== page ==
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Received and reviewed by former editor, George Neuman.
The purpose of this study was to examine how personality moderates the interactive effect of procedural fairness perceptions and outcome favorability on employees’ job attitudes.
Longitudinal data were collected from seniors enrolled at a mid-Atlantic university via questionnaires that were administered to students prior to graduation and after beginning their full-time jobs (n = 1,581).
Employees with high levels of conscientiousness report higher levels of job satisfaction when they perceive their work environment as having low levels of extrinsic rewards but high levels of procedural fairness. Employees with high levels of extraversion report greater intentions to remain when they perceive their work environment as having high levels of social rewards but low levels of procedural fairness.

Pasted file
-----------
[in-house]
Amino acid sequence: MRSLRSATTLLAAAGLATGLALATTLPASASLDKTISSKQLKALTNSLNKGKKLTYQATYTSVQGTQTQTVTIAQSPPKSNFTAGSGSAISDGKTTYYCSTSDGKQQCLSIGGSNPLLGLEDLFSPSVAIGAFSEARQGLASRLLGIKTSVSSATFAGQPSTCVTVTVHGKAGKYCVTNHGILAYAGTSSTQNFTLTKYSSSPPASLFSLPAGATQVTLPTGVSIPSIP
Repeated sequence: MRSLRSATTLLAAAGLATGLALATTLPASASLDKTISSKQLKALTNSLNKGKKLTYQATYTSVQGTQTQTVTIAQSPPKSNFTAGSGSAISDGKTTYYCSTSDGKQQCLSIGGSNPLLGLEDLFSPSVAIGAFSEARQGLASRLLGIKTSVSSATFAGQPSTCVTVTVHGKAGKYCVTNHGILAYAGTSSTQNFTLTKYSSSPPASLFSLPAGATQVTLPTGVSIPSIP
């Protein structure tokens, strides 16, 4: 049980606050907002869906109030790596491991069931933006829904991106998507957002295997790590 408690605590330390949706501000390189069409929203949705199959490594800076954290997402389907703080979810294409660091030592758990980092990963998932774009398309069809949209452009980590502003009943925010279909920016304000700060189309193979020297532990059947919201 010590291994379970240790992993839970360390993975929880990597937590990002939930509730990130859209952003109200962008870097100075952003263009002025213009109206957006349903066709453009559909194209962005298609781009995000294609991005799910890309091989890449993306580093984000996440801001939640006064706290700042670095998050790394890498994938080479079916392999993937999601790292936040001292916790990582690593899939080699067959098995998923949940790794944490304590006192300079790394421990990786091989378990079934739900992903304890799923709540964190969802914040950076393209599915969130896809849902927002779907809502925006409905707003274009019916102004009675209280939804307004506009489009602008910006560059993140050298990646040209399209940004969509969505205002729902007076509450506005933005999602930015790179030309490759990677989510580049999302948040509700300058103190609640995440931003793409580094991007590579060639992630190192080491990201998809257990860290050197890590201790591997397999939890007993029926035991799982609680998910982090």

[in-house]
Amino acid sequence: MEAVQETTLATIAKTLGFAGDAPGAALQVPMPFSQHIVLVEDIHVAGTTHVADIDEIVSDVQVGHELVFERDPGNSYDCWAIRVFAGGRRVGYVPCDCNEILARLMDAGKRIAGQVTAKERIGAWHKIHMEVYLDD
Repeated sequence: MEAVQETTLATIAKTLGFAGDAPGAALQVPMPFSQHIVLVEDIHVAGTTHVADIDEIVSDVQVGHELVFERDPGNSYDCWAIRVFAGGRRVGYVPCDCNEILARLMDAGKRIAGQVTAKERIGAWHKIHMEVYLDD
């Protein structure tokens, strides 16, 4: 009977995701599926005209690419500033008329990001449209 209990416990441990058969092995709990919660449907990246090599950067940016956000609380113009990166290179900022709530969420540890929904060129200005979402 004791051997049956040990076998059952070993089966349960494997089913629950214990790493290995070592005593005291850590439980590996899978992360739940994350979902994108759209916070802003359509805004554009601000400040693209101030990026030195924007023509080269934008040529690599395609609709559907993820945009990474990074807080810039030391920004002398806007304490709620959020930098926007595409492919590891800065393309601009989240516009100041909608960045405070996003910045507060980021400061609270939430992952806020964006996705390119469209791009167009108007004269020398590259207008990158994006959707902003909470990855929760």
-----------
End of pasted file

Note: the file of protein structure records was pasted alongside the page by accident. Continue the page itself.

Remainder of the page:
Understanding that conscientious employees develop positive attitudes even in work settings where there are less than optimal levels of extrinsic rewards shows that even when organizations cannot provide high levels of pay or promotion opportunities, highly conscientious employees are likely to maintain positive perceptions of their work environments as long as practices are fair. In situations where the work context offers high levels of social support but some organizational procedures are viewed as unpopular, and as a result unfair, managers should focus on selecting applicants who score high on extraversion.
This is one of the first studies to challenge an implicit assumption of prior research that employees view procedural fairness and outcome favorability as equally salient cues when attempting to make sense of their work environment.
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- The Moderating Effect of Personality on Employees’ Reactions to Procedural Fairness and Outcome Favorability
Meredith F. Burnett
Ian O. Williamson
Kathryn M. Bartol
- Springer US
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